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Ask Your Vet: Vet: Diabetes Mellitus By Stefanie Wong, DVM
August 23, 2015

Does your pet have increased thirst, increased urination and seems to be losing weight despite the fact that they are ravenous or hungry all the time? If so, they may have Diabetes Mellitus (also known as DM).  


What is diabetes?

The pancreas is an organ that sits behind the stomach. It is important for producing several different things - it produces digestive enzymes, so we can digest our food. It also produces a hormone called insulin, which helps to regulate our blood sugar (keeps it in the normal range). The medical term for blood sugar is glucose. Insulin allows our cells to absorb and use glucose.


After your pet eats, carbohydrates are broken down into sugar or glucose. The pancreas will respond by producing insulin, which allows glucose to enter the cells and tissues. Insulin is the key that opens the door between the bloodstream (where the glucose is sitting) and the cells. Without insulin, the cells cannot absorb or use glucose.


Diabetes mellitus is essentially a shortage or complete absence of insulin. Without insulin:

  • Cells cannot absorb or use glucose, so it continues to sit in the bloodstream
  • This causes blood sugar levels to skyrocket
  • The body is unable to detect the glucose, so it thinks it is starving
  • This causes excessive hunger or increased appetite
  • Protein, starch and fat are broken down and even more sugar pours into the bloodstream (still unable to get into the cells or tissues as there is no insulin)
  • This causes weight loss, weakness and lethargy
  • This excessive level of sugar overwhelms the kidneys and some of it gets dumped into the urine
  • This causes increased urinating and drinking to compensate


What are the symptoms of diabetes?

  • Increased drinking, excessive thirst
  • Increased urination, urinary accidents
  • Increased hunger
  • Weight loss
  • Weakness
  • Cloudy eyes – dogs in particular can be prone to forming cataracts as a result of the excess sugar depositing itself into the lens of the eye
  • Lethargy
  • Thinning fur, poor hair coat



How is it diagnosed?

Diabetes is typically diagnosed with a combination of blood work and urine testing. If your pet has an excessively high glucose (blood sugar) on blood work, along with glucose in their urine, that typically is enough to make the diagnosis. Urine testing is also helpful because many diabetics can have urinary tract infections – all the sugar within their urine provides the perfect breeding ground for bacteria.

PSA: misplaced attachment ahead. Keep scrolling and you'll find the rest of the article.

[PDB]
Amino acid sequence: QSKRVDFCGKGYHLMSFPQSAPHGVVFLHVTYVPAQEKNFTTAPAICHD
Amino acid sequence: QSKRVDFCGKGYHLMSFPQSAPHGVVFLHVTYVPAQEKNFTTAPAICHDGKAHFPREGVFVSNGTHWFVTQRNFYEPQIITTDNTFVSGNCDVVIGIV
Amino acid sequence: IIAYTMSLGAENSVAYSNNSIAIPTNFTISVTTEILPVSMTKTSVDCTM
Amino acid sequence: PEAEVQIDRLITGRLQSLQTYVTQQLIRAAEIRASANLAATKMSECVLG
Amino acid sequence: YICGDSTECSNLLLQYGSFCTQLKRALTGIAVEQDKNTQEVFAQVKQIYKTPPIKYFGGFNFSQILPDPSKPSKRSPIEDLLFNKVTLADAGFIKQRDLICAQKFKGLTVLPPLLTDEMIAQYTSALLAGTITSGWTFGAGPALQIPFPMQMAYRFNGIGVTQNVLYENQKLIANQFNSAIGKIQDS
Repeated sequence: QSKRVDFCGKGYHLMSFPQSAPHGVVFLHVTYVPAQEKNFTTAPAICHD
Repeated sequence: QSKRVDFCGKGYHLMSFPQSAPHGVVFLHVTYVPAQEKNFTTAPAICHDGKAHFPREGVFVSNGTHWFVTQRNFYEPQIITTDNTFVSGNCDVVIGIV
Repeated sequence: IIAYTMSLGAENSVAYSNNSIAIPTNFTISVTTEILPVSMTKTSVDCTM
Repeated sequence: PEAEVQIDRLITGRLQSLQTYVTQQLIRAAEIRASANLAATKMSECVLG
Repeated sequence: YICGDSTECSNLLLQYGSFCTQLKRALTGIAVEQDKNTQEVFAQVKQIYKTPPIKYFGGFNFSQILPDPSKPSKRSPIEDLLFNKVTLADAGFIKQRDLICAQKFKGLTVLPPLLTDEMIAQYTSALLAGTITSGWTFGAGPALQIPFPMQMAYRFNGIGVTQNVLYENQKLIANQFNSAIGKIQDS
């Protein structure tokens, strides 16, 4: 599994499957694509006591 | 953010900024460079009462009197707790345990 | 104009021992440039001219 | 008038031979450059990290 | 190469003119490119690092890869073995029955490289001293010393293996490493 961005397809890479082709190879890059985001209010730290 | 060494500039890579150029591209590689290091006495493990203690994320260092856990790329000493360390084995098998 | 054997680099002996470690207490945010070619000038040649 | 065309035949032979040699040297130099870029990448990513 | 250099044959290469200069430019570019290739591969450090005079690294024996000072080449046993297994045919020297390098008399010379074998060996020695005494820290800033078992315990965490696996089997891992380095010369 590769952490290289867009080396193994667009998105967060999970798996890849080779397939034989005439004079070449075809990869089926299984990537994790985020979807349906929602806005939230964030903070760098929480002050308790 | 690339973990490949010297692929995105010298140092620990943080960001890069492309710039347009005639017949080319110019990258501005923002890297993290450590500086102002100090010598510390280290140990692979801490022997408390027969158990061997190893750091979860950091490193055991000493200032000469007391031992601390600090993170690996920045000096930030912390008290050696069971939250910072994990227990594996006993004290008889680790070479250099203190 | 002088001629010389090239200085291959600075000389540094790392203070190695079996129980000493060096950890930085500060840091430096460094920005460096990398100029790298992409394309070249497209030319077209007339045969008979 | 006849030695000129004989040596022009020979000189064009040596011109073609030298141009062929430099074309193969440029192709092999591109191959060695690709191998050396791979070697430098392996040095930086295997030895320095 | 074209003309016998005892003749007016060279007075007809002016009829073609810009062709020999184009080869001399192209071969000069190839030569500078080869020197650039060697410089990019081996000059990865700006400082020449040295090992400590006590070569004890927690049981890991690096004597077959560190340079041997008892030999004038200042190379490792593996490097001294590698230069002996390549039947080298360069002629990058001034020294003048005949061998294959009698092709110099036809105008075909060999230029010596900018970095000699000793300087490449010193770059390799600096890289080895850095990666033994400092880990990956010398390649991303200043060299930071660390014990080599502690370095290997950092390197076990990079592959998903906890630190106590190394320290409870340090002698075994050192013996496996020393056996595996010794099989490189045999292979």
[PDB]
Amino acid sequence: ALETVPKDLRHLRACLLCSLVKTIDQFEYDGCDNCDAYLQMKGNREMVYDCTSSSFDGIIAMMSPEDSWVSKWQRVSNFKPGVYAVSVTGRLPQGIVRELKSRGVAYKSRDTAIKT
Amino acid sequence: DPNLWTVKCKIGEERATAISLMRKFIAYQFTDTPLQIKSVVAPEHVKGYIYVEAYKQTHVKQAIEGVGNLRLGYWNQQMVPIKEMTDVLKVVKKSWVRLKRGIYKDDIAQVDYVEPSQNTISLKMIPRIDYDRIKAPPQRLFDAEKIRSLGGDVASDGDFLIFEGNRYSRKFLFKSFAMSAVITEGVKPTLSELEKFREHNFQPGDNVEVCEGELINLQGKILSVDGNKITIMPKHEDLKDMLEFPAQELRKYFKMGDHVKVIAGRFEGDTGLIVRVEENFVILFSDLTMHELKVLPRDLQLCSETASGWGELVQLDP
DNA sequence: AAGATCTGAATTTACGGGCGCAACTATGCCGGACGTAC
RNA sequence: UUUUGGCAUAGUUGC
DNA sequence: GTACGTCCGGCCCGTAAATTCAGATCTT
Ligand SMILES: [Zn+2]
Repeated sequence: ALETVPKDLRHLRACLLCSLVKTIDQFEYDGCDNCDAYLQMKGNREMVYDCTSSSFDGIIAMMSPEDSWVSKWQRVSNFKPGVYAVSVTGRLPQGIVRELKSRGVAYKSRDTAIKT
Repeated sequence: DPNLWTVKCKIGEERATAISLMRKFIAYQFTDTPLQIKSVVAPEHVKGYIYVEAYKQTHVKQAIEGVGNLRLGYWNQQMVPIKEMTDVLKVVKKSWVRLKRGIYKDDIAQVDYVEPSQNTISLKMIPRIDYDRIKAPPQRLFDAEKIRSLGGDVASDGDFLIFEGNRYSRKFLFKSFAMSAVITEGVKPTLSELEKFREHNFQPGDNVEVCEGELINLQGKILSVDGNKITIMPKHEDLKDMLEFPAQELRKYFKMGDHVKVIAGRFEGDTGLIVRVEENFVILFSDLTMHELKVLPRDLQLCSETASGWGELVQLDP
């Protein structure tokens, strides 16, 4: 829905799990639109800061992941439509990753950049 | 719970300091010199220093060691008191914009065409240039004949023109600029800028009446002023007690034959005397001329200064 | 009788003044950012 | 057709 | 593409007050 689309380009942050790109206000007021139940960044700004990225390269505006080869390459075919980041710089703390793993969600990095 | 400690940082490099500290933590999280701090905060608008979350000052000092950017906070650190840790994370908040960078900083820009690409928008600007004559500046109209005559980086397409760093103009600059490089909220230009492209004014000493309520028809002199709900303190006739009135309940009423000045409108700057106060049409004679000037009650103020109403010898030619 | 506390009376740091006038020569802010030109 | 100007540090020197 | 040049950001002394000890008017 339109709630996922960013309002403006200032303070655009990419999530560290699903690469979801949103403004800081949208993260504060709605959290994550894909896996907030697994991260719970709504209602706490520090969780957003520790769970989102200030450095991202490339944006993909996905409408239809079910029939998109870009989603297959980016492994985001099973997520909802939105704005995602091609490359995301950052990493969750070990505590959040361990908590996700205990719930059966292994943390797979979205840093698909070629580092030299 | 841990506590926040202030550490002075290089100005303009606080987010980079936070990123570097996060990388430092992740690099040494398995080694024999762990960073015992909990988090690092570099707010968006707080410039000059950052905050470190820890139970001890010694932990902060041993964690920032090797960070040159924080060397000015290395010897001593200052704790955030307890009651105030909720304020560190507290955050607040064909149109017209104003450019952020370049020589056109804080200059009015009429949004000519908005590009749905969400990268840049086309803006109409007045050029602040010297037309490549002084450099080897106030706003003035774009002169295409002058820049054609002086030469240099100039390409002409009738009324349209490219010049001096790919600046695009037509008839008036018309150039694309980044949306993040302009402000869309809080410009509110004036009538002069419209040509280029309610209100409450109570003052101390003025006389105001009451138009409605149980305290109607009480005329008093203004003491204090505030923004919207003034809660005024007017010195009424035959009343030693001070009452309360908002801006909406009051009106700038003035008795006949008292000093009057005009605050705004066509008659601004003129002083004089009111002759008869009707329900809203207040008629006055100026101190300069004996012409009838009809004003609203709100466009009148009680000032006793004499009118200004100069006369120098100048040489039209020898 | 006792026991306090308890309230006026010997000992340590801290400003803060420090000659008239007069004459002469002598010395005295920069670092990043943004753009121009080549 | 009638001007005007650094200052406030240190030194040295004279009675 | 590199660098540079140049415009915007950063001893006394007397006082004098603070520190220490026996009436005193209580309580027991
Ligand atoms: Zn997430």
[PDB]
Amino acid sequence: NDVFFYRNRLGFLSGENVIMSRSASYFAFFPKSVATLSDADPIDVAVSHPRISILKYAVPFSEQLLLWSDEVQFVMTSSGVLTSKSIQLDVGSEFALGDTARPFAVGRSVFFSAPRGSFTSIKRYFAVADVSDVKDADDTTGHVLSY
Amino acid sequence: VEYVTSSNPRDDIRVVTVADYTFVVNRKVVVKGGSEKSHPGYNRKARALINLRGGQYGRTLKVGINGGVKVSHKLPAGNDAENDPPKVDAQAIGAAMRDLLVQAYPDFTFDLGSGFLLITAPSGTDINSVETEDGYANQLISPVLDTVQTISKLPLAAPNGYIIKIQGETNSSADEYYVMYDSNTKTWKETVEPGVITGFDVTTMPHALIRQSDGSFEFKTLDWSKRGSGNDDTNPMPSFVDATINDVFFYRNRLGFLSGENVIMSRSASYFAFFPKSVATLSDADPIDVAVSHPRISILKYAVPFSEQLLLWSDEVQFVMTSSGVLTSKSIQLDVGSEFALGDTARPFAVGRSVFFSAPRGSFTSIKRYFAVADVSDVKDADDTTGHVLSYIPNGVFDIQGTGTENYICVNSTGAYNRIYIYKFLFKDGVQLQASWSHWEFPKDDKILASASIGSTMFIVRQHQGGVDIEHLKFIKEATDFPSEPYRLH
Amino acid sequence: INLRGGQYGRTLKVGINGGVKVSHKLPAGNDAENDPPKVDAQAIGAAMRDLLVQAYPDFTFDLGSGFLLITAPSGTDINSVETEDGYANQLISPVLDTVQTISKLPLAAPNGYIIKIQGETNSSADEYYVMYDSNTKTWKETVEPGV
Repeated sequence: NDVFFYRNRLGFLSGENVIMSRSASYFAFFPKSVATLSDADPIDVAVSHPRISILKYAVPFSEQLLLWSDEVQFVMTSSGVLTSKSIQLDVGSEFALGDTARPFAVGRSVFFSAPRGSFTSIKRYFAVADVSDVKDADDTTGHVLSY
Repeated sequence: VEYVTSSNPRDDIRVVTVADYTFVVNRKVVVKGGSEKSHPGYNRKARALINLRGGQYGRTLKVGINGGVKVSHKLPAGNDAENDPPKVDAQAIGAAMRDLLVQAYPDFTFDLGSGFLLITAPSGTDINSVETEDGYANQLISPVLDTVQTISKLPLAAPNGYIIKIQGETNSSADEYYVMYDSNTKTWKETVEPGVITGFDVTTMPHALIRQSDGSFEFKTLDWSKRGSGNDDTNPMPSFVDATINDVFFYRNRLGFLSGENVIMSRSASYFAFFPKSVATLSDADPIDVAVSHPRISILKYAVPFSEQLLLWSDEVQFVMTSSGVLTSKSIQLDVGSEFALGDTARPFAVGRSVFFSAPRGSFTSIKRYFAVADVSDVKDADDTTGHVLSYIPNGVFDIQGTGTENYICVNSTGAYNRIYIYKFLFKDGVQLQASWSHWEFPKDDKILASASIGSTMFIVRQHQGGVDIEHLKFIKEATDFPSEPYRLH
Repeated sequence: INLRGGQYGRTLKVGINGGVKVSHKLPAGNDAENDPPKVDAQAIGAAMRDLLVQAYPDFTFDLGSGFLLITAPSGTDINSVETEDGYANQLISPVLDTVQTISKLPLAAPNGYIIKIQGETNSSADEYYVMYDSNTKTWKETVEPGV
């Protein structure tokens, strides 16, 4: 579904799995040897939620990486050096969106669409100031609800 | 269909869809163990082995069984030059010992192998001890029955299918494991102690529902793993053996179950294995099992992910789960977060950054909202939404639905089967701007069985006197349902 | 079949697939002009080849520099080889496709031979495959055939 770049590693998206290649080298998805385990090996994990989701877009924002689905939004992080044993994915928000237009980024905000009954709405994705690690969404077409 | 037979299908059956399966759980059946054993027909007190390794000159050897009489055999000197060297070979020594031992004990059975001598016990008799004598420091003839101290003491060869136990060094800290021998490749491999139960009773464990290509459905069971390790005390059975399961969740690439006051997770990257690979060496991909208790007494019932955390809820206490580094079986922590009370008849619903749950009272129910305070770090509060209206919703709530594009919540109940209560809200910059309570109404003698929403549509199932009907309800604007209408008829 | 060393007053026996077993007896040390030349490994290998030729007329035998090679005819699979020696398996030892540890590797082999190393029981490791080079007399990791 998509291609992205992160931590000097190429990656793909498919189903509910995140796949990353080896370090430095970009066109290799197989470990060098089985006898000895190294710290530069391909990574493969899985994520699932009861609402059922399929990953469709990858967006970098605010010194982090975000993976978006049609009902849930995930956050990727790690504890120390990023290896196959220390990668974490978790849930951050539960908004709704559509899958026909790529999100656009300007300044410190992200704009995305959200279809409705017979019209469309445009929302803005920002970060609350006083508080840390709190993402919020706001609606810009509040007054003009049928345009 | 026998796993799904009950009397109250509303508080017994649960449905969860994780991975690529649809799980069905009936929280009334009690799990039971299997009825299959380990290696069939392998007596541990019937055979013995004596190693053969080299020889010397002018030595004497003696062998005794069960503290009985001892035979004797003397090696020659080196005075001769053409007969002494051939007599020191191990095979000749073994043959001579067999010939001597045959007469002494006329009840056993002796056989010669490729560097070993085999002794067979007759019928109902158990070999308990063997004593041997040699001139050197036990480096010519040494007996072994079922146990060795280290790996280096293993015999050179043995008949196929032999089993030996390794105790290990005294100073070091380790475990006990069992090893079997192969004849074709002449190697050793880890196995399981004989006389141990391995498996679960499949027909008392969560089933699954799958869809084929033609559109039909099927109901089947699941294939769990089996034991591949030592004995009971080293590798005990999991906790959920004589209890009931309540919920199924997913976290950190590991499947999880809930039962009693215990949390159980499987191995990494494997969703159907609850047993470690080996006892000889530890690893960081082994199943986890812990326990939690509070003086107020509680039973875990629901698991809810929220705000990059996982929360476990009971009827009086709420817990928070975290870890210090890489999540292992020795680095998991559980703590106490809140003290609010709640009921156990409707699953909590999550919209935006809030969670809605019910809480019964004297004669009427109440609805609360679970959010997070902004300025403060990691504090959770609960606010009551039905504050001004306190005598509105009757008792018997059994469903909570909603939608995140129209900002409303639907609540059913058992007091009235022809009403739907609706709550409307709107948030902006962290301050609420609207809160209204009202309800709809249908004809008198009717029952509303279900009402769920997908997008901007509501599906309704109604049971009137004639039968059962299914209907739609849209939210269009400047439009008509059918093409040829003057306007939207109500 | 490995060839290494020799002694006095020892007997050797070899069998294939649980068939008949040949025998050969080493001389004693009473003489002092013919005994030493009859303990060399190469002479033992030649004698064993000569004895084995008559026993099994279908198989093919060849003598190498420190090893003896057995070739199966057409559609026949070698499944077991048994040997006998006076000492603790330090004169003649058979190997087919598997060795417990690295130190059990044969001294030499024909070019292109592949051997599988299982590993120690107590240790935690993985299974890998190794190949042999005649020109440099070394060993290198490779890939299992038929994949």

How do you treat it?

  1. Diet: For cats, we want them to be on a low carbohydrate, high protein diet. For dogs, a high fiber diet is best. For specific diet recommendations, talk to your veterinarian.
  2. Weight loss: If your pet is overweight, weight loss is a very important part of the treatment plan. This is achieved by measuring out a predetermined amount for each meal, reducing or eliminating treats and increasing exercise
  3. Insulin: daily insulin, given as injections under the skin, is very important to aid in control of diabetes – we can teach you how to give these at home


A special note for cats: with some cats, we are able to get them into remission after starting insulin therapy, which means they may not need life-long insulin. The key is getting them onto a diabetic diet, and transitioning them to twice daily feedings. It is dependent on each individual cat, but in some cases, within weeks to months, cats will no longer need insulin and can be maintained on diet alone. Unfortunately, this is not the case for dogs – once they are diagnosed, they will need insulin for life.


Can it be life threatening?

Diabetes can be life threatening if a complication of diabetes, called Diabetic Ketoacidosis (DKA) occurs. It is most often seen with undiagnosed diabetics, poorly regulated diabetics, or if there is another disease process that pops up to throw off their regulation (i.e. pancreatitis, urinary tract infection). It is diagnosed by looking for ketones within the urine.  If your pet is diagnosed with this condition, they will need to be hospitalized.


Prevention is the best medicine. Obese patients are more prone to developing diabetes. Regular exercise, cutting down on treats and keeping your pet at a healthy weight is the best way to try to prevent against this disease.

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